Paid Leave

At some point, nearly everyone will need to take time away from work to deal with a serious personal or family health condition, or to bond with a new child.

Only 25 percent of workers in the United States have access to paid family leave through their employers, and just 41 percent have access to personal medical leave through employer-provided short-term disability insurance. Eight in ten voters support a national paid family and medical leave program that would allow all working people to care for a new child; a seriously ill, injured or disabled loved one; or their own health issue.

And yet, our nation’s public policies are failing to meet the needs of workers and their families. Unpaid leave under the federal Family and Medical Leave Act (FMLA) provides important job protections, but it is available to fewer than 60 percent of workers — and many can’t afford to take it.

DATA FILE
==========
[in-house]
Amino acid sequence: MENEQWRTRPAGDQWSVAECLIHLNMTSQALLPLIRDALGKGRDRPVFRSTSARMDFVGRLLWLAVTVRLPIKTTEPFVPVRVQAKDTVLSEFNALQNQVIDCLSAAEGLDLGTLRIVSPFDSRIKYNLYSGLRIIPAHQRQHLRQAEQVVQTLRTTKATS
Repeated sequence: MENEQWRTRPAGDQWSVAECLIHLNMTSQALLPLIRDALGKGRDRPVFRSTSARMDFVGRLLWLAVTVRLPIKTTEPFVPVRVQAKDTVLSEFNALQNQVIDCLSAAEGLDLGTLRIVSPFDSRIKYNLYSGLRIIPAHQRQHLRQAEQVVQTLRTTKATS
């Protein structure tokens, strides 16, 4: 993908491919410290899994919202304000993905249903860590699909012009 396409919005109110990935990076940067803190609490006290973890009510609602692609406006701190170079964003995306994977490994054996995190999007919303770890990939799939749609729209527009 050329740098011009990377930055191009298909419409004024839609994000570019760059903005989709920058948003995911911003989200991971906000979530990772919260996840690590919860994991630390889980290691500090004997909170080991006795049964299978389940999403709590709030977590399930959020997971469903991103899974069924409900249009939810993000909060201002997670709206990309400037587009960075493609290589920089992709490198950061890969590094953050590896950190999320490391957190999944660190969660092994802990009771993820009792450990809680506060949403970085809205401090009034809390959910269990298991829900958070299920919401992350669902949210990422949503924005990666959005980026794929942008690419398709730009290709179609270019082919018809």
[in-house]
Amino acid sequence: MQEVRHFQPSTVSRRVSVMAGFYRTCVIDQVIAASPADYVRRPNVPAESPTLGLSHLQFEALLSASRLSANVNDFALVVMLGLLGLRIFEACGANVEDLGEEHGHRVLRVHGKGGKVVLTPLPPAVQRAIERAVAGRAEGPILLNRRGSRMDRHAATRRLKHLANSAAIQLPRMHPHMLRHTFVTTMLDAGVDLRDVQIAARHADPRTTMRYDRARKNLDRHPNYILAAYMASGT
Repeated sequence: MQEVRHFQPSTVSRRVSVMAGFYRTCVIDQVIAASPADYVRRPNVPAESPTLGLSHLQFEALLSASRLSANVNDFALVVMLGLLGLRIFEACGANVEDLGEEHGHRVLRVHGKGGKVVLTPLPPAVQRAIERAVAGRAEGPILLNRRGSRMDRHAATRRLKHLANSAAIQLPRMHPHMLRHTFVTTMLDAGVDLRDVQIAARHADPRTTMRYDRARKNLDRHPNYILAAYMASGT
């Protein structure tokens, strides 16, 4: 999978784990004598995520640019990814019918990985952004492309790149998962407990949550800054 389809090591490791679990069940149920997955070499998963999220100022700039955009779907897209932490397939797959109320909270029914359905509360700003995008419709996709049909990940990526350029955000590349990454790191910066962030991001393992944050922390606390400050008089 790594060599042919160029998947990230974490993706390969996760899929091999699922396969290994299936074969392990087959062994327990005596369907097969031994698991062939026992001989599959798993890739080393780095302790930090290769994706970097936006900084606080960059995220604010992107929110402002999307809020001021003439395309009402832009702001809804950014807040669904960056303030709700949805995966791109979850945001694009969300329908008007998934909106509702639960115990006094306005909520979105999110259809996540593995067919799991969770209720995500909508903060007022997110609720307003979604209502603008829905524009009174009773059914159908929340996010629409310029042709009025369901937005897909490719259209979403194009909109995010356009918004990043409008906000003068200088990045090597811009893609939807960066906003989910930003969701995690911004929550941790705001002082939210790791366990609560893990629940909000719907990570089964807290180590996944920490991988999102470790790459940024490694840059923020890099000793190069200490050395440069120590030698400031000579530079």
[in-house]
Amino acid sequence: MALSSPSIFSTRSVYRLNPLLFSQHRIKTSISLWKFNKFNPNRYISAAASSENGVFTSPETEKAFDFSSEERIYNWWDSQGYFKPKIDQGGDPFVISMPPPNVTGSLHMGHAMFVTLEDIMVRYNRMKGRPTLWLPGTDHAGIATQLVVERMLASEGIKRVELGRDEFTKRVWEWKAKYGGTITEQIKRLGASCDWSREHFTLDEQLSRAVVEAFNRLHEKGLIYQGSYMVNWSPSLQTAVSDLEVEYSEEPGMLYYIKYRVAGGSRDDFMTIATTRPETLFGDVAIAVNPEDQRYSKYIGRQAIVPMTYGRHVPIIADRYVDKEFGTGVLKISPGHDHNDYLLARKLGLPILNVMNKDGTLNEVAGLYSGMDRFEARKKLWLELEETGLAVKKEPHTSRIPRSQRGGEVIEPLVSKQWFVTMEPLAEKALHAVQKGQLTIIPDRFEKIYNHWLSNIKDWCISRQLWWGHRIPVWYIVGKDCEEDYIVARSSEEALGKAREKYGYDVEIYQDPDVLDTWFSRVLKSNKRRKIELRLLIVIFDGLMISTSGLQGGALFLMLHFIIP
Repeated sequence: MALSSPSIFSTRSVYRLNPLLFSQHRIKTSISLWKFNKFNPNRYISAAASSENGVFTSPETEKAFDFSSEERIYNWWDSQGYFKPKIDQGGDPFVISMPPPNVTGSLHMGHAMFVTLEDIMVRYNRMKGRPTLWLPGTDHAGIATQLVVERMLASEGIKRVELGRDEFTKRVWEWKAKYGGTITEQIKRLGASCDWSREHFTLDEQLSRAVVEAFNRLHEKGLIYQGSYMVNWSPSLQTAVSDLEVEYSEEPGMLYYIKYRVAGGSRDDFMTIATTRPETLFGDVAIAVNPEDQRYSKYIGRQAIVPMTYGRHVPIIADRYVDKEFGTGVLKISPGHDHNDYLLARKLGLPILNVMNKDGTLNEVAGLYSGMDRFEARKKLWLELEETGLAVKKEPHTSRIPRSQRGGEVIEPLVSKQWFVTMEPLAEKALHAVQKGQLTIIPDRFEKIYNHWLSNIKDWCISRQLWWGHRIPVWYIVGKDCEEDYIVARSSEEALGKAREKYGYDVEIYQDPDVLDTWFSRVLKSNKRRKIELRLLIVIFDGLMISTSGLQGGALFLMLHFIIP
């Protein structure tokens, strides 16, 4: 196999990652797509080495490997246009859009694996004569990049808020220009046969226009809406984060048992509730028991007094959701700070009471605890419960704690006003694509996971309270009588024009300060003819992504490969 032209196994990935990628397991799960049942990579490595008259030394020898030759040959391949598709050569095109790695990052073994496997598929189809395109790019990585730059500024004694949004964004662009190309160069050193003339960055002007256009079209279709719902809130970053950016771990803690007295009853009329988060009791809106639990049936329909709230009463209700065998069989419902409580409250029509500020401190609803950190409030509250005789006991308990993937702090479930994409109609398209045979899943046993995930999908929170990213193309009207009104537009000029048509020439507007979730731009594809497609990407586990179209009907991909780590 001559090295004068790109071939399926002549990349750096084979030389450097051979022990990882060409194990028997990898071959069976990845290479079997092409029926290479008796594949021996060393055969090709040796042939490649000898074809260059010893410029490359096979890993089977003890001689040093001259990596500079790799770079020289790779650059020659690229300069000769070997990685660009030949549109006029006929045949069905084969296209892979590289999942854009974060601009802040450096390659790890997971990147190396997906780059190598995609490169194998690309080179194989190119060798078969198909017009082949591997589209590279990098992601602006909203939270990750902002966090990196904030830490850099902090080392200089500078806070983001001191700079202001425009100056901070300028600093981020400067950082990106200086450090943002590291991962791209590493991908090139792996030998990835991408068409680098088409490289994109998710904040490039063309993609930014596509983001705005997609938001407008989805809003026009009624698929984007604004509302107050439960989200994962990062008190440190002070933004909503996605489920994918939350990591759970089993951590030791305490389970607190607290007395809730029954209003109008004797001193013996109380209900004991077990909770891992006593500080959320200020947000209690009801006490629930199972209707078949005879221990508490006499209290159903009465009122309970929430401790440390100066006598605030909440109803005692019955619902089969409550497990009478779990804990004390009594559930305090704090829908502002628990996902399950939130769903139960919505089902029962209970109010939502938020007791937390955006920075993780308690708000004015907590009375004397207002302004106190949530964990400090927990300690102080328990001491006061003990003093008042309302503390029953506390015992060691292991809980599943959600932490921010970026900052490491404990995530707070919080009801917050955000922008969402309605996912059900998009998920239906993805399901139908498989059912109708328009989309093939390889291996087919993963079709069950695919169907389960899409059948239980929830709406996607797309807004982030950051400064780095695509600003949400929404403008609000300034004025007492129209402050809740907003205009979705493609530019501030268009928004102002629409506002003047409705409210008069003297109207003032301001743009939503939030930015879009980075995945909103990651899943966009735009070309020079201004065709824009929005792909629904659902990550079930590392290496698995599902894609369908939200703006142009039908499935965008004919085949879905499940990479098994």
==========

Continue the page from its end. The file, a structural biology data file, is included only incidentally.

Laws providing paid family and medical leave allow workers to continue to earn a portion of their pay while they take time away from work to:

  • Address a serious health condition (including pregnancy);
  • Care for a family member with a serious health condition;
  • Address family circumstances arising from a military service member’s deployment; or
  • Care for a newborn, newly-adopted child or newly-placed foster child.

These laws allow workers to meet their health and family needs without jeopardizing their economic security. Paid leave programs in a growing number of states — that address a workers' own health and the needs of family caregivers — provide models for the changes we need.

We’re working with lawmakers and advocates across the country to support a range of innovative proposals to make paid family and medical leave available to all working families.